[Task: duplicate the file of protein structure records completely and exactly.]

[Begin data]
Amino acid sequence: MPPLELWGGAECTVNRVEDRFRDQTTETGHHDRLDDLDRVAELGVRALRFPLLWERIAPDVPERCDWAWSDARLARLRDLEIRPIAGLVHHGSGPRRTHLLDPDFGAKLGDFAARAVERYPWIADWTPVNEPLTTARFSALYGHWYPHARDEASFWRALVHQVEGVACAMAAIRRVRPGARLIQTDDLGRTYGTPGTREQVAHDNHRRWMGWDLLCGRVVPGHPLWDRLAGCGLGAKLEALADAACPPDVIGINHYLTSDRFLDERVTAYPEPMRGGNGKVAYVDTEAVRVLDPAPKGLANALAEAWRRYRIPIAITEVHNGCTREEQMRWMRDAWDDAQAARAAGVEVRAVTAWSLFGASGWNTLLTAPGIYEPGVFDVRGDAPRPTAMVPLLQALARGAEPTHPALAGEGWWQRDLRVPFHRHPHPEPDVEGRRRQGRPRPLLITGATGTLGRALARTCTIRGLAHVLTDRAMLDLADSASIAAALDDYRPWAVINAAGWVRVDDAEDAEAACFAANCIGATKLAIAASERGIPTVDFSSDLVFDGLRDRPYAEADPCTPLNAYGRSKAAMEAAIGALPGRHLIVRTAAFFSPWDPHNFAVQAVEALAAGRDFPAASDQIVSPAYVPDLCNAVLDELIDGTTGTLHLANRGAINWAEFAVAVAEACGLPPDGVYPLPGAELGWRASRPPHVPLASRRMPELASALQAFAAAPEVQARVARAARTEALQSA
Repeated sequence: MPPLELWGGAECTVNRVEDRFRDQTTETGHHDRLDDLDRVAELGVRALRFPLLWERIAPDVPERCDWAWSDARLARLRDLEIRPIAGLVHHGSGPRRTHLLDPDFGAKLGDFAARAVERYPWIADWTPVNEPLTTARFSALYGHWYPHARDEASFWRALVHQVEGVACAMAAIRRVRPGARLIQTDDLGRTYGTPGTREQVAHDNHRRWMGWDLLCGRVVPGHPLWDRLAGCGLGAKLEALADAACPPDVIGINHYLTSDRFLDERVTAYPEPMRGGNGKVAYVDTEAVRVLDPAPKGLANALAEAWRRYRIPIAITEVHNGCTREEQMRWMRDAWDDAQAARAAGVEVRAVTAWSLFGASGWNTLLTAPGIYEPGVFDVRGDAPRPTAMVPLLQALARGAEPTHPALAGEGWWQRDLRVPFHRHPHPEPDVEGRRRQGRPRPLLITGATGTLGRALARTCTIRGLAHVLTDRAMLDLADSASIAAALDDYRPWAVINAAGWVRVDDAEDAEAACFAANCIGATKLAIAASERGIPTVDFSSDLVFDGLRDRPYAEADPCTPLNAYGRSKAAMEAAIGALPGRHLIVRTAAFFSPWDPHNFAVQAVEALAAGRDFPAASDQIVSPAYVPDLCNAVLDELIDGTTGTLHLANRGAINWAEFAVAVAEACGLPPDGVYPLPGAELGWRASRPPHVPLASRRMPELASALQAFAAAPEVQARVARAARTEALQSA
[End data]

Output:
Amino acid sequence: MPPLELWGGAECTVNRVEDRFRDQTTETGHHDRLDDLDRVAELGVRALRFPLLWERIAPDVPERCDWAWSDARLARLRDLEIRPIAGLVHHGSGPRRTHLLDPDFGAKLGDFAARAVERYPWIADWTPVNEPLTTARFSALYGHWYPHARDEASFWRALVHQVEGVACAMAAIRRVRPGARLIQTDDLGRTYGTPGTREQVAHDNHRRWMGWDLLCGRVVPGHPLWDRLAGCGLGAKLEALADAACPPDVIGINHYLTSDRFLDERVTAYPEPMRGGNGKVAYVDTEAVRVLDPAPKGLANALAEAWRRYRIPIAITEVHNGCTREEQMRWMRDAWDDAQAARAAGVEVRAVTAWSLFGASGWNTLLTAPGIYEPGVFDVRGDAPRPTAMVPLLQALARGAEPTHPALAGEGWWQRDLRVPFHRHPHPEPDVEGRRRQGRPRPLLITGATGTLGRALARTCTIRGLAHVLTDRAMLDLADSASIAAALDDYRPWAVINAAGWVRVDDAEDAEAACFAANCIGATKLAIAASERGIPTVDFSSDLVFDGLRDRPYAEADPCTPLNAYGRSKAAMEAAIGALPGRHLIVRTAAFFSPWDPHNFAVQAVEALAAGRDFPAASDQIVSPAYVPDLCNAVLDELIDGTTGTLHLANRGAINWAEFAVAVAEACGLPPDGVYPLPGAELGWRASRPPHVPLASRRMPELASALQAFAAAPEVQARVARAARTEALQSA
Repeated sequence: MPPLELWGGAECTVNRVEDRFRDQTTETGHHDRLDDLDRVAELGVRALRFPLLWERIAPDVPERCDWAWSDARLARLRDLEIRPIAGLVHHGSGPRRTHLLDPDFGAKLGDFAARAVERYPWIADWTPVNEPLTTARFSALYGHWYPHARDEASFWRALVHQVEGVACAMAAIRRVRPGARLIQTDDLGRTYGTPGTREQVAHDNHRRWMGWDLLCGRVVPGHPLWDRLAGCGLGAKLEALADAACPPDVIGINHYLTSDRFLDERVTAYPEPMRGGNGKVAYVDTEAVRVLDPAPKGLANALAEAWRRYRIPIAITEVHNGCTREEQMRWMRDAWDDAQAARAAGVEVRAVTAWSLFGASGWNTLLTAPGIYEPGVFDVRGDAPRPTAMVPLLQALARGAEPTHPALAGEGWWQRDLRVPFHRHPHPEPDVEGRRRQGRPRPLLITGATGTLGRALARTCTIRGLAHVLTDRAMLDLADSASIAAALDDYRPWAVINAAGWVRVDDAEDAEAACFAANCIGATKLAIAASERGIPTVDFSSDLVFDGLRDRPYAEADPCTPLNAYGRSKAAMEAAIGALPGRHLIVRTAAFFSPWDPHNFAVQAVEALAAGRDFPAASDQIVSPAYVPDLCNAVLDELIDGTTGTLHLANRGAINWAEFAVAVAEACGLPPDGVYPLPGAELGWRASRPPHVPLASRRMPELASALQAFAAAPEVQARVARAARTEALQSA